U.S. Strategic Command



2010 Strategic Deterrence Symposium - Keynote By Dr. James Schlesinger

By Dr. James Schlesinger, Chairman of the Board, The MITRE Corporation | Omaha, Neb. | August 11, 2010

Dr. Schlesinger: Thank you for that flowery introduction. [Laughter] I warned her not to make it too flowery, because if she did so I would respond by recalling this funeral that occurred in a small southern town in which the preacher engaged in his eulogy and he went on and on, and as he went on and on the widow got more and more nervous because of the flattering eulogy. Finally she reached out to one of her sons and said, "Go up and look and see whether that's your father in the box." [Laughter]

I was talking to General Chilton about old says in SAC and how when that red telephone rang everyone got nervous; but we live in a much calmer world these days. And we meet at STRATCOM, earlier the home of the Strategic Air Command, and that change of name indicates that the elements of the mission have changed, reflecting a change in the balance of forces.

The disestablishment of SAC came after the collapse of the Soviet empire and the substantial Soviet Warsaw Pact threat to Western Europe.

SAC was basically nuclear. It was nuclear in its heart, as General LeMay would have told you. Even when it took on conventional operations as it did in Southeast Asia, when it was flying B-52s out of Guam, it was really quite nervous, and that expressed concern about the deviation of focus from its nuclear mission which was to deter the Soviet Union.

But the essential mission of STRATCOM has not changed, as the title of this seminar suggests. The essential mission remains deterrence, and deterrence is indispensible if we are to avoid major war.

SAC's motto was "Peace is our profession" and that sometimes earned some scorn from the left, given the means for preserving the peace. But it continues to be the relevant motto for STRATCOM. "Peace is our profession."

The deterrence offered by STRATCOM is essential for the avoidance of major war.

Now we find that the conventional forces can carry a much larger share of the load of deterrence than we felt during the Cold War. There is a reduced reliance on nuclear weapons. Some of the responsibilities for deterrence have passed to regional commands. STRATCOM capabilities reinforce what the regional commands do. And I would remind you that despite public and congressional thought, that strategic is not synonymous with nuclear.

Even in the Cold War conventional forces played a much larger role in deterrence than is frequently understood. But there is now much more heavy reliance on conventional forces for deterrence than there was during the Cold War.

This is complicated because our goal in the Cold War was basically protecting Western Europe against what was seen to be an overwhelming conventional threat from the Soviet Union and the Warsaw Pact. That's a subject that I shall return to later, because it has been transformed with the collapse of the Soviet Union.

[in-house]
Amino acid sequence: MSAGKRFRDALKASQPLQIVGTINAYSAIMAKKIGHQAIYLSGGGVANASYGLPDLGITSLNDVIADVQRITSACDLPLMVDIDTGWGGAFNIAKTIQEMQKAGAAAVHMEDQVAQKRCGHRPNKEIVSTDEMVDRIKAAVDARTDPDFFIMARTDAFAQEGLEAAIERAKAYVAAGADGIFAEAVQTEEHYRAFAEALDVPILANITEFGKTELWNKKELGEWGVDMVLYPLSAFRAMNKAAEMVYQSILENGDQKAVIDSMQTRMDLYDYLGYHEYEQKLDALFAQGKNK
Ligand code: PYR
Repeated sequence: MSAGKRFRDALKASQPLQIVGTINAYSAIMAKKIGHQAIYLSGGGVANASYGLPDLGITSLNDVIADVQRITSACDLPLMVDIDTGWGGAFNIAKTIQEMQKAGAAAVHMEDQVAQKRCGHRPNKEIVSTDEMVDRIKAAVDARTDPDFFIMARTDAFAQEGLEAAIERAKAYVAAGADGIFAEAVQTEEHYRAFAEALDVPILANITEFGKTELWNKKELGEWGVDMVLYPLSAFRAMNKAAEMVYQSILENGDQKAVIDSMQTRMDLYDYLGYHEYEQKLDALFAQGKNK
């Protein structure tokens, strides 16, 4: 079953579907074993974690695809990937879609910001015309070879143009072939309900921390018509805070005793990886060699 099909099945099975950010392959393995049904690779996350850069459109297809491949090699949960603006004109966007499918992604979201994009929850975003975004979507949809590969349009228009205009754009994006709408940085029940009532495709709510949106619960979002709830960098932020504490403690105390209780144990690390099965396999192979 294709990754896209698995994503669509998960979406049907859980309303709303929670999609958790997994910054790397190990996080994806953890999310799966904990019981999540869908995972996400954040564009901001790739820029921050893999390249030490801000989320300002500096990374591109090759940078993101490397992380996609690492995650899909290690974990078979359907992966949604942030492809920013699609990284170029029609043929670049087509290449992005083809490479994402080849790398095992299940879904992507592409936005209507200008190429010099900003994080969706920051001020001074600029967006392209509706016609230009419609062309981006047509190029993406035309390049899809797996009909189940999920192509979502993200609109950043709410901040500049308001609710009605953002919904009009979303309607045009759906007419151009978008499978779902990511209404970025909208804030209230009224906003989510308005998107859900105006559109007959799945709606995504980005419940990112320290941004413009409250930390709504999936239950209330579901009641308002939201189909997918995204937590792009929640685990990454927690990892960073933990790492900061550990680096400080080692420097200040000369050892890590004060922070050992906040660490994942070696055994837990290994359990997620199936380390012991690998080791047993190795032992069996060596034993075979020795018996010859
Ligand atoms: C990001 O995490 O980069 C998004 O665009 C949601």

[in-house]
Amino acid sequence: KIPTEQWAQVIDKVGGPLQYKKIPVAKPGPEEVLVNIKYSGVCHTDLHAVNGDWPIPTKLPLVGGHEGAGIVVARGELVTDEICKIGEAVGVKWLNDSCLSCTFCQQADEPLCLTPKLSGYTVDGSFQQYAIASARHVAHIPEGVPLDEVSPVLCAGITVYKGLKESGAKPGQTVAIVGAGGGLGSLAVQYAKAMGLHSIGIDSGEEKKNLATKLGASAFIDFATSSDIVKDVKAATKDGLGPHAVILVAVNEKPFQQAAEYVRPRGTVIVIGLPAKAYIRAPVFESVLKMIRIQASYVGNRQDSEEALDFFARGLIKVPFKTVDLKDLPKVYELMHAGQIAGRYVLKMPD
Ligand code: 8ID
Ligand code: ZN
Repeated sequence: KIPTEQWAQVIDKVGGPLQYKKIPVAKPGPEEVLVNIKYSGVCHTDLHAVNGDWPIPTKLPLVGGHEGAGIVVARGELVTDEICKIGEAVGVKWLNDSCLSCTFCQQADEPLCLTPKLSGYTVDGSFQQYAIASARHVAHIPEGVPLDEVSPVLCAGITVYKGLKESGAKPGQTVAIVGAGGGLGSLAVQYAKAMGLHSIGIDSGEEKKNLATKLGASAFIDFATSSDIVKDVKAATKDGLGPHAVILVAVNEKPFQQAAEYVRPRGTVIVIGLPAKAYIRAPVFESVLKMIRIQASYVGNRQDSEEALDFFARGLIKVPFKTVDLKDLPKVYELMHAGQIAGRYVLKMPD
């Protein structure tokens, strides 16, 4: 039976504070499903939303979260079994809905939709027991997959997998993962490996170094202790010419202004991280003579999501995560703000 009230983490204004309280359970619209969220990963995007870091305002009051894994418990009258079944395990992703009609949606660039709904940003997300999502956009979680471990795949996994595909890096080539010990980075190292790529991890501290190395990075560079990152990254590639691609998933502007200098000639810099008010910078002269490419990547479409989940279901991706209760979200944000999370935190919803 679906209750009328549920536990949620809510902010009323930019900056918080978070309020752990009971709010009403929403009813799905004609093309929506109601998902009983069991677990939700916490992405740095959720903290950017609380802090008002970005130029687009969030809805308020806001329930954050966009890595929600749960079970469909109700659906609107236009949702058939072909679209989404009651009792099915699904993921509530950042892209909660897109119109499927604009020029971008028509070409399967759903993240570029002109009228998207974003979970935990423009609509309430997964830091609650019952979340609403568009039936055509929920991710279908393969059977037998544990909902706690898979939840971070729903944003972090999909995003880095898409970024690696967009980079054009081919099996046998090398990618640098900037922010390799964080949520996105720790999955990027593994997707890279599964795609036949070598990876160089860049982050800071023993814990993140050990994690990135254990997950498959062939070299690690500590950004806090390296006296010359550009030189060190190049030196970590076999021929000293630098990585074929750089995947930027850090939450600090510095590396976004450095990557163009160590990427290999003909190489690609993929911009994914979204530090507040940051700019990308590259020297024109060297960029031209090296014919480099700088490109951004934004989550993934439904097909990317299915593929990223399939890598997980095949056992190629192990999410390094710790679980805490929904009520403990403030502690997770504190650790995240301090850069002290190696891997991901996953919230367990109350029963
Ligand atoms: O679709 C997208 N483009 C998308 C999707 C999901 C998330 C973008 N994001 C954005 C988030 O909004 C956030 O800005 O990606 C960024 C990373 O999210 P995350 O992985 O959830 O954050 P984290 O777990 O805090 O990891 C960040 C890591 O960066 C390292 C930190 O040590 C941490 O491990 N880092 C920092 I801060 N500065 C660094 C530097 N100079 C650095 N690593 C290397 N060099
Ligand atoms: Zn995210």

The military balance has changed, and as a result, the nuclear strategy of forces have been radically altered. The number of weapons that we field has been reduced by 75 percent since the end of the Cold War, and 90 percent since the height of the Cold War in terms of weapons displayed during the Johnson years.

Nonetheless, despite its shrunken role, nuclear forces remain crucial for deterrence. The nuclear forces, I see the press state "why are we spending all this money on nuclear forces when they are never going to be used?" That is the purpose of nuclear forces -- to deter attack, to maintain the peace.

The nuclear forces continue to be crucial for preventing attack with weapons of mass destruction on the United States, its allies, its bases overseas, and its interests. And as long as those nuclear forces are there, they are used every day, they are not forces on which we spend large amounts of money and never are used.

Let me turn to my second topic which is where we stand today in light of the Nuclear Posture Review. And what is bound to it, new START. These are coupled together.

New START is in a sense a reflection of the new posture review and the new posture review in a sense anticipated new START.

Let me say that the new posture review turned out to be far better than I feared, and I figure it was thanks to the Department of Defense that put up a fierce resistance to some of the forces in the administration that would have cut more deeply. And, I might add, thanks not only to the DoD in Washington, but to our military commands, including this one.

In the campaign of 2008 President Obama stated that he would reduce our strategic forces to the lower level permitted by the Moscow Treaty which had the low level of 1700, so that the cut of our forces to 1550 is a modest cut and something that we can live with.

The beauty of the Nuclear Posture Review comes in the form, first it says that deterrence is essential for the foreseeable future.

Secondly, it supports the triad, and with 1550 strategic delivery vehicles we can actually sustain the triad. Marginally in some respects, but we can have a triad that is impressive.

Thirdly, and this is critical, we're not talking about unilateral cuts. We are going down bilaterally and we will not cut unless the Russians cut at the same time.

So it is something of a gift that the NPR turned out to be as strong as it is.

There is some questioning of new START which of course is linked to the Nuclear Posture Review, some opposition. And I think that in part this opposition has nothing to do with the new START agreement itself, although I think it will be ratified, assuming that the administration proceeds with the modernization program for the nuclear laboratories and for the nuclear infrastructure, and that the Senate does its usual job of examining all of the details, verification, missile defense issues that have been raised in an exaggerated way. In my view the opposition, the questioning of new START is primarily due not to the details of the treaty itself, but of the concern about what comes next.

The administration has talked about an immediate follow-on to new START. I think that the Russians provide us with some protection -- one of the great advantages of arms control is that the negotiations go on endlessly. And the Russians have indicated that they're going to stick with this treaty for the next ten years. So it's not clear to me that there is going to be the hoped-for follow-on.